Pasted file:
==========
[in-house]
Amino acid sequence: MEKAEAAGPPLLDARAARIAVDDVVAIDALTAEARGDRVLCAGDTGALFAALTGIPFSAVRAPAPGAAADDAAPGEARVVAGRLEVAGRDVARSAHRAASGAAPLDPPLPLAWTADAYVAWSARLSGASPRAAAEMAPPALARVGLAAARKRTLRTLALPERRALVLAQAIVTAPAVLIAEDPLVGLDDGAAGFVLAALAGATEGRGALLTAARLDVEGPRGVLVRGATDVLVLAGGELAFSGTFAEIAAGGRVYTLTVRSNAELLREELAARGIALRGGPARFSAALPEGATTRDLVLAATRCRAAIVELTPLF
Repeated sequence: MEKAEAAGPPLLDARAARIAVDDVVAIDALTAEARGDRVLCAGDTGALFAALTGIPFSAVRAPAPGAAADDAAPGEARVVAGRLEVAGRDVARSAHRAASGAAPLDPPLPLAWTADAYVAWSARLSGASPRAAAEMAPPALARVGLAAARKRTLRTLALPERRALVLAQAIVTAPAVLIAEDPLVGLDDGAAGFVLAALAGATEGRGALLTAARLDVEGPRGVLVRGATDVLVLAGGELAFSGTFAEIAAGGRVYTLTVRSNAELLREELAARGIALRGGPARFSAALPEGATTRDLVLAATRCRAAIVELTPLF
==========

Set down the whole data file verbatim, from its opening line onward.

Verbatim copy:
[in-house]
Amino acid sequence: MEKAEAAGPPLLDARAARIAVDDVVAIDALTAEARGDRVLCAGDTGALFAALTGIPFSAVRAPAPGAAADDAAPGEARVVAGRLEVAGRDVARSAHRAASGAAPLDPPLPLAWTADAYVAWSARLSGASPRAAAEMAPPALARVGLAAARKRTLRTLALPERRALVLAQAIVTAPAVLIAEDPLVGLDDGAAGFVLAALAGATEGRGALLTAARLDVEGPRGVLVRGATDVLVLAGGELAFSGTFAEIAAGGRVYTLTVRSNAELLREELAARGIALRGGPARFSAALPEGATTRDLVLAATRCRAAIVELTPLF
Repeated sequence: MEKAEAAGPPLLDARAARIAVDDVVAIDALTAEARGDRVLCAGDTGALFAALTGIPFSAVRAPAPGAAADDAAPGEARVVAGRLEVAGRDVARSAHRAASGAAPLDPPLPLAWTADAYVAWSARLSGASPRAAAEMAPPALARVGLAAARKRTLRTLALPERRALVLAQAIVTAPAVLIAEDPLVGLDDGAAGFVLAALAGATEGRGALLTAARLDVEGPRGVLVRGATDVLVLAGGELAFSGTFAEIAAGGRVYTLTVRSNAELLREELAARGIALRGGPARFSAALPEGATTRDLVLAATRCRAAIVELTPLF